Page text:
John Lewis’ success in 2013 will be underpinned by IT investments both online and in-store, CIO Paul Coby has told Computer Weekly. The comments follow record online sales by the retailer, showing growth of 44% compared with this time last year.
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John Lewis recently announced it is bolstering its IT department by one-third, adding another 100 roles.
“We are recruiting skills across the board and behind that we have had a fantastic year online. Building on that is a big part of what we are doing,” Paul Coby said.
“But we’re also doing major work on behind-the-scenes systems. We’re investing heavily in distributions, enterprise resource planning (ERP) and replacing our order management system. We are doing a lot about front-end mobile, but we're also investing in back-office support. And we’re working on new ways to develop the omni-channel experience, such as running pilots with tablets in stores.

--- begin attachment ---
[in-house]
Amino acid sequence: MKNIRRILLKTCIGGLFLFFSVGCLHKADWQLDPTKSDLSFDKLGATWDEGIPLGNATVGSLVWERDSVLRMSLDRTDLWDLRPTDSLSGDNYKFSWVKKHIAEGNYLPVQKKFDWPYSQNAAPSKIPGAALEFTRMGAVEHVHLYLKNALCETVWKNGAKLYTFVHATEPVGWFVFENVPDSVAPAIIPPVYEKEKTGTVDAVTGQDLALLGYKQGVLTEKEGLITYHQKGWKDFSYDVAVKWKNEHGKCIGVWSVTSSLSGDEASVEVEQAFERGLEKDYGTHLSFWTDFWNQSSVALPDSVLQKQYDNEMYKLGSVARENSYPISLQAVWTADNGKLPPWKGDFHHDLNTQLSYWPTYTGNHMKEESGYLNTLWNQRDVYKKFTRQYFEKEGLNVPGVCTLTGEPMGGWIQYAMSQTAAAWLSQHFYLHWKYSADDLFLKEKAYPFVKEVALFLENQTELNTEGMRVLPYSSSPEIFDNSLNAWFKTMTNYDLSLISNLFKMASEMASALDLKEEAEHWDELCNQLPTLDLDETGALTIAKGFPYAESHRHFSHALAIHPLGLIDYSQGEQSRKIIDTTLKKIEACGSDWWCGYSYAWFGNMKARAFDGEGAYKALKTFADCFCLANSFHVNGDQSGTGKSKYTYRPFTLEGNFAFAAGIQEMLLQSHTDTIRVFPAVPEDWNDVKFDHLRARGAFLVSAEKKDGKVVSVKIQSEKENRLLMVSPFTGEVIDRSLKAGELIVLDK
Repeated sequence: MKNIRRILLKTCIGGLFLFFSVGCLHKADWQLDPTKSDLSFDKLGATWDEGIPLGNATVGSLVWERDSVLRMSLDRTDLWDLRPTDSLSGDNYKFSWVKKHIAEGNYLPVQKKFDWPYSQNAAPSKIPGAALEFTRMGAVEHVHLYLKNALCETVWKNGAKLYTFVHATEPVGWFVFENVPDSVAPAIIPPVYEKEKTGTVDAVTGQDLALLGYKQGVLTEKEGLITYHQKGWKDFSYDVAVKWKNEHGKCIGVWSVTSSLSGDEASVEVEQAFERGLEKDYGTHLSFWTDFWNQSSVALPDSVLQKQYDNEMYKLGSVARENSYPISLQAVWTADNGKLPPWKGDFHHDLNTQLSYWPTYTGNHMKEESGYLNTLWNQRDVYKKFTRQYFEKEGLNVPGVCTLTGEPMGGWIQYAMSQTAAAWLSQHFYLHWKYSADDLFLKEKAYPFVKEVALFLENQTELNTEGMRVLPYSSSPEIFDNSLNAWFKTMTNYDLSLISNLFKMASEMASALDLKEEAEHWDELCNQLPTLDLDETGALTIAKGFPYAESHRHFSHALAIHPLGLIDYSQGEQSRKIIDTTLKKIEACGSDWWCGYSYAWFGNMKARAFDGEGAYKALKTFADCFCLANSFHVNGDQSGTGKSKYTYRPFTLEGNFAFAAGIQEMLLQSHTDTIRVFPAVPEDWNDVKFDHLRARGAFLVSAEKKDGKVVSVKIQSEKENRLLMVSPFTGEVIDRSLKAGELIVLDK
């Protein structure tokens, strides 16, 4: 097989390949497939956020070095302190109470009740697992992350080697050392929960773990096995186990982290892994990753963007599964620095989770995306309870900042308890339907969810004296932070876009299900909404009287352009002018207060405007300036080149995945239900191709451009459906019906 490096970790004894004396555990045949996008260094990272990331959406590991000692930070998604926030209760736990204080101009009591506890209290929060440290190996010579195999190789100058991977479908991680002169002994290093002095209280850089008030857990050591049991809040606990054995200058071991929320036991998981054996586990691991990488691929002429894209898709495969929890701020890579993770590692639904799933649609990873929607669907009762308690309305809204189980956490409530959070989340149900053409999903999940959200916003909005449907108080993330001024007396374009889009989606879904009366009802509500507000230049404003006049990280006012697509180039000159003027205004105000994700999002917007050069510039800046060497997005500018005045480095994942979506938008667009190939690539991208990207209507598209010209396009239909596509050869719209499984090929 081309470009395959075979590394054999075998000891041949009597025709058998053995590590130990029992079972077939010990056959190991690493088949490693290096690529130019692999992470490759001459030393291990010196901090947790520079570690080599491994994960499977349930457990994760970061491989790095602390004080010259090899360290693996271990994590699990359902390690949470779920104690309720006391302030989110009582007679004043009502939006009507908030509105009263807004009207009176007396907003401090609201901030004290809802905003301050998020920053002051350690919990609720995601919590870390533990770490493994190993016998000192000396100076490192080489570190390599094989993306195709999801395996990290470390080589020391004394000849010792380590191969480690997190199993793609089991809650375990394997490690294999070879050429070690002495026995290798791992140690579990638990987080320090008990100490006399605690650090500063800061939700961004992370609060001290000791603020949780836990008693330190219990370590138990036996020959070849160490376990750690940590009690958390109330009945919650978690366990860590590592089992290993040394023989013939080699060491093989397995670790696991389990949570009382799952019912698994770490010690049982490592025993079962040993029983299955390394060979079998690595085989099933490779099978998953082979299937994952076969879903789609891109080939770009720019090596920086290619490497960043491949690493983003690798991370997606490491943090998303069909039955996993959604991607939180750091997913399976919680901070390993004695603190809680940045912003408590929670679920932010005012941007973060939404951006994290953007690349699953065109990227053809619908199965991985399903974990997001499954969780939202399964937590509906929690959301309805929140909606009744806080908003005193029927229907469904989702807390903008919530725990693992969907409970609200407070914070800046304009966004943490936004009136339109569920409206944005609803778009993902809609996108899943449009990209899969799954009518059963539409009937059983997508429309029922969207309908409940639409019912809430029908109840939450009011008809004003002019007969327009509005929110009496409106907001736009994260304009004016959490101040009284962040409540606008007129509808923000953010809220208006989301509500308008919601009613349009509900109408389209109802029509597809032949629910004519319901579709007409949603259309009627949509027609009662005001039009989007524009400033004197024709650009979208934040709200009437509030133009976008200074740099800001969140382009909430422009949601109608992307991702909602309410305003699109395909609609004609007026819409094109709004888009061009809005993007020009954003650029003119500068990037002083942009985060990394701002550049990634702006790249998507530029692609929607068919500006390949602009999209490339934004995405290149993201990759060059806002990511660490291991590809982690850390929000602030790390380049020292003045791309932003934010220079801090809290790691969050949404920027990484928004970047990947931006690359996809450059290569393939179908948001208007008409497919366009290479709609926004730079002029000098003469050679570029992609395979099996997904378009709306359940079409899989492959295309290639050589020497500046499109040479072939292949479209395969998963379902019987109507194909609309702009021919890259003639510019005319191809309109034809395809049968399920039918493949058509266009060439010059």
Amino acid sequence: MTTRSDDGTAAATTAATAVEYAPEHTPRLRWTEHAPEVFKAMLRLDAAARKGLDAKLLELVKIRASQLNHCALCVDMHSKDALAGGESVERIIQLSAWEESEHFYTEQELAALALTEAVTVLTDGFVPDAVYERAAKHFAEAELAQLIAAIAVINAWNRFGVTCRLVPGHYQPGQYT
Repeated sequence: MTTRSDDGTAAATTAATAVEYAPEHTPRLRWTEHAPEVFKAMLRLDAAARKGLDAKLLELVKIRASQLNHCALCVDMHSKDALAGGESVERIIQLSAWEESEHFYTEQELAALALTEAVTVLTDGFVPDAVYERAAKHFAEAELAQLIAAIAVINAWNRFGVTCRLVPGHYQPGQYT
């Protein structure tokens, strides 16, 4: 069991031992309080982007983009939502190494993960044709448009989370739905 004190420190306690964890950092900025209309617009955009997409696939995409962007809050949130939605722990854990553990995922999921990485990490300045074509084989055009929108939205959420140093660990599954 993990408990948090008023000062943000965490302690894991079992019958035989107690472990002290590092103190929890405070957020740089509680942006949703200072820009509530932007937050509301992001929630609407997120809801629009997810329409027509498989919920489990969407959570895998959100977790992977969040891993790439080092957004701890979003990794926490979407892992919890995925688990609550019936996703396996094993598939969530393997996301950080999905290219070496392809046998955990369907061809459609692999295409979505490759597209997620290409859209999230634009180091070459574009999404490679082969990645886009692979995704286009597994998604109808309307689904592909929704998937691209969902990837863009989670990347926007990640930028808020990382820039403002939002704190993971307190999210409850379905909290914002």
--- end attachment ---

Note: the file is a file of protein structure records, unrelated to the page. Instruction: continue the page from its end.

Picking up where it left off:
“It’s important to note that store growth is also up year-on-year. So this is not about channel shift, it’s about how we are looking after customers, whether online or in-store. We know that two-thirds who buy in-store research online. And at least one-third who buy online do their research in-store,” he said.
The retailer saw an overall increase in sales of 13% during the Christmas period, at a time which saw most retailers fight to maintain sales on the previous year.
“There is no room for complacency, it’s fantastically exciting but a competitive environment,” Coby said. “We wouldn’t have had a great online story if wasn’t for all behind scenes work we are doing.”
Coby cited the growth of click and collect as an example of the importance of aligning online channels with in-store, back-end systems.
Coby said he did not believe in outsourcing.
“I believe in working closely with partners, which we do in the UK and overseas," he said. "So I absolutely see the recruitment drive as a big vote of confidence in IT in the John Lewis partnership and recognition that technology is a core part of our strategy going forward. We are a retailer not an IT business, but technology is now recognised as a key enabler for that.”